Iron Infusion During Pregnancy: Benefits, Risks And Everything You Need To Know

Roshni Mahtani

When my husband and I decided on trying to have a second child, I knew it wasn’t going to be easy. Both of us are very busy—constantly travelling, having long days, etc. But because we both knew that it’s time for baby number 2, after all, Shan is already 3 years old, if we really want to have this baby, we’re going to have to make sure my body is ready.

So in preparation, I took a health screening. It is especially important to do this now, even though I’ve gotten pregnant before because having been pregnant before meant that my body had gone through significant changes which are likely to affect the ability to carry another child.

Plus, all the things that applied to my pregnancy the first time around still apply. This included a pre-conception checkup where I found out that I am severely iron-deficient.

Iron Deficiency: What is it and who is affected?

Iron—which is essential for making haemoglobin, the protein in red blood cells that carries oxygen around your body to other cells and creates energy— is especially required when you’re pregnant. This is because an ample amount of iron is required for the placenta and growing baby. Some sources of iron include lentils, spinach, red meat, and quinoa. If you aren’t including the above in your diet, chances are that you are iron deficient.

So what is iron deficiency? Simply put, iron deficiency is when you don’t have enough iron in your blood which then leads to symptoms like fatigue, hair loss and depression.  In Singapore particularly, 1 in 3 women are iron deficient and two-thirds of them are pregnant women who are typically in their third trimester.

Besides that, women, especially those who suffer from heavy periods, are at risk of iron deficiency. People who follow a vegetarian diet—because of the lack of iron in the food intake—are susceptible to iron deficiency as well. And because I am a woman who mostly follows a vegetarian diet, the chances of becoming iron-deficient for me is higher. Yes, ladies, these two pre-requisites were all it took for me to be at risk of iron deficiency.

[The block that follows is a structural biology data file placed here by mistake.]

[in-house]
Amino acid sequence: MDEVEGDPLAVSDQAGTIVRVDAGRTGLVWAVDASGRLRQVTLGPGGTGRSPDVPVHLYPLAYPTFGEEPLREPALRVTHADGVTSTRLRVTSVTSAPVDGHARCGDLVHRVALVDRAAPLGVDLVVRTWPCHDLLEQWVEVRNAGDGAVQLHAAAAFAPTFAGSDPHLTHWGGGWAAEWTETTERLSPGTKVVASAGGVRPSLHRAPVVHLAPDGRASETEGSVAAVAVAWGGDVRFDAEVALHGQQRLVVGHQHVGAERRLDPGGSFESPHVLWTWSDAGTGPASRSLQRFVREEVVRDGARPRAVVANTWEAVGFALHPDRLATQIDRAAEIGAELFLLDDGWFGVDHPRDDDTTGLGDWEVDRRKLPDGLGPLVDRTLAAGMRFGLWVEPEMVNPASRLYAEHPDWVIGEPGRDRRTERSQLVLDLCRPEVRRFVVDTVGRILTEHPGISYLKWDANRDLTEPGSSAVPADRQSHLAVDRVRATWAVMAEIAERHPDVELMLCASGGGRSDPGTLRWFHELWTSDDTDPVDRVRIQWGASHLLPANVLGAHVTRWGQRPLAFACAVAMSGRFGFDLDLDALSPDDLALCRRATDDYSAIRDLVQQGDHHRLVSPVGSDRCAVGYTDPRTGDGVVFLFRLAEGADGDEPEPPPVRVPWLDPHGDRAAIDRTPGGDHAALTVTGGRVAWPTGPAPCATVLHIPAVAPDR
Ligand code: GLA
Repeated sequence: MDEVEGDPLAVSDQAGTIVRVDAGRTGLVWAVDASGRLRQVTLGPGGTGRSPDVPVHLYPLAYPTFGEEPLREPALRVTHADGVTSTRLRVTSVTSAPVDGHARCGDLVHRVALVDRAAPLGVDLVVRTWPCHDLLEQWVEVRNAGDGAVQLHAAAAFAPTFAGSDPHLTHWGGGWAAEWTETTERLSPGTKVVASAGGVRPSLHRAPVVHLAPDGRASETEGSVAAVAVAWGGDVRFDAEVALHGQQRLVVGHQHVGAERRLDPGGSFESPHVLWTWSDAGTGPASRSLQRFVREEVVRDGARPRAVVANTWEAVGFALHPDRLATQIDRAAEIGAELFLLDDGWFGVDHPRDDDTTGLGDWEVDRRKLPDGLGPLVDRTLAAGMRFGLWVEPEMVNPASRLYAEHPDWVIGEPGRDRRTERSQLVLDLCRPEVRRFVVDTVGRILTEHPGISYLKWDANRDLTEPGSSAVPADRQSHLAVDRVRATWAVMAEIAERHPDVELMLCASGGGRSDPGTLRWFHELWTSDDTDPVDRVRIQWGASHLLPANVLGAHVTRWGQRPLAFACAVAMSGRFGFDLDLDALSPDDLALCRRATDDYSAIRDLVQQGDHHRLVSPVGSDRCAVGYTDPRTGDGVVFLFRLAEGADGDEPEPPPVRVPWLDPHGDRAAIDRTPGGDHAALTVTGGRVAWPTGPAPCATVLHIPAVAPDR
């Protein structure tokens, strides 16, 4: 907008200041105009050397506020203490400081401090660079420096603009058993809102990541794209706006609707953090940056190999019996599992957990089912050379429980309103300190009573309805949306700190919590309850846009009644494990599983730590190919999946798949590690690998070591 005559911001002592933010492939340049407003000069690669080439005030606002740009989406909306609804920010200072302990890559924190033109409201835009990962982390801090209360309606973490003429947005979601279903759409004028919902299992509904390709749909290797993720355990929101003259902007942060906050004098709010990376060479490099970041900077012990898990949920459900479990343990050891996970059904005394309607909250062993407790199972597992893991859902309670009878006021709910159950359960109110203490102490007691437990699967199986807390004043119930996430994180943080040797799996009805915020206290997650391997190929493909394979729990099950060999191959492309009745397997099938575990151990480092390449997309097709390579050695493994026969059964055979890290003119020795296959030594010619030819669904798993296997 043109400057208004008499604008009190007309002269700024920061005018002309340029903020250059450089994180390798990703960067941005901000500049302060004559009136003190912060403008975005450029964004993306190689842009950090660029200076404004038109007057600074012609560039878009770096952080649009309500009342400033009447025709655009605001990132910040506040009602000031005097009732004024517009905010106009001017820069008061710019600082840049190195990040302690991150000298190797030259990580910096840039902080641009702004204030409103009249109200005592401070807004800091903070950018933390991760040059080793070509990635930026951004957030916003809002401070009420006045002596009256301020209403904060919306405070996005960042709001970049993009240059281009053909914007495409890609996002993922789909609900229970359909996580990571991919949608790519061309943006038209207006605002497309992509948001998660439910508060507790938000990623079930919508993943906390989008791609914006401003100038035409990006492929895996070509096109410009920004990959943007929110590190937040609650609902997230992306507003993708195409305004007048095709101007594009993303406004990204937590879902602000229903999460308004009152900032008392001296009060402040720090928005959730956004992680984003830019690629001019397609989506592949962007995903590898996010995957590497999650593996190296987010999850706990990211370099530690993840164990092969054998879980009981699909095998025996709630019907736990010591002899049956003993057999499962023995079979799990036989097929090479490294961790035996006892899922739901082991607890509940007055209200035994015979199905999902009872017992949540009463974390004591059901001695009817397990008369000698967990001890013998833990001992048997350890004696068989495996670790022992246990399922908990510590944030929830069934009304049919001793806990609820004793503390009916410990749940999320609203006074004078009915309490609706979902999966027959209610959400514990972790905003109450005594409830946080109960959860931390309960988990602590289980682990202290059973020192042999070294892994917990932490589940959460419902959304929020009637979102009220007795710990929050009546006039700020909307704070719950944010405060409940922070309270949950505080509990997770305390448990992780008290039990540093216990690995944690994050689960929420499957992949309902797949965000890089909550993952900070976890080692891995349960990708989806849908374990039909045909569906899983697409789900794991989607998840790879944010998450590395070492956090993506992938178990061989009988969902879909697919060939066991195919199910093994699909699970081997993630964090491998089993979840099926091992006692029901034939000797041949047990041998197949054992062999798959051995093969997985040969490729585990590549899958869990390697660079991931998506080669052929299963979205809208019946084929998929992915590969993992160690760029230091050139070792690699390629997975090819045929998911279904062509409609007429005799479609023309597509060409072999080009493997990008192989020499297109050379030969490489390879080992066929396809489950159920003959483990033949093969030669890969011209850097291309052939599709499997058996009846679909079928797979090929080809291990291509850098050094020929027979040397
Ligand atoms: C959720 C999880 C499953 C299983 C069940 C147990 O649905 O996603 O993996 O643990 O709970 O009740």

And with the preconception checkup confirming my need to get an iron boost, I knew that if I really want to get pregnant, I have to act fast. I tried taking iron tablets for a while but it was of no use because I ended up vomiting it all out.

With oral iron supplements seeming to not be very useful in my case, I decided to get in touch with former Tickled Media Intern, now Dr Dheeraj Khiatani who is the Medical Director at the Iron Suites Medical Centre. He introduced me to this iron-deficiency treatment called Intravenous or IV Iron Infusion.

Iron Infusion: Why Women Should Consider This Treatment

IV iron infusion is quite different from its counterparts.

The treatment gets the nutrient you need straight to your blood making it almost instant for your entire body to receive it. Iron deficiency treatments at the Iron Suite are done through IV iron infusion.

Because it is done intravenously, you can feel the benefits from as soon as after getting the infusion or within 2 to 3 days after. You start feeling more energetic, you can concentrate better and one IV iron infusion session should be enough for a lifetime. This may, of course, vary based on how much blood you lose either during menstrual cycles and during pregnancy and delivery. 

IV Iron infusion at Iron Suites Medical Centre

On the day of my appointment to get it the infusion, the nurses and Dr Khiatani helped prepare me for the treatment. They went through my reports, asked me pre-treatment questions like what I ate and drank and how I was feeling before we began.

Pre-infusion consultation with Dr Dheeraj Khiatani

Now if you’re afraid of needles, it will help you keep your calm once you are sat on the comfortable massage chair in the treatment room. After I settled in, the nurses began their prep for the procedure by looking for visible veins in my arms.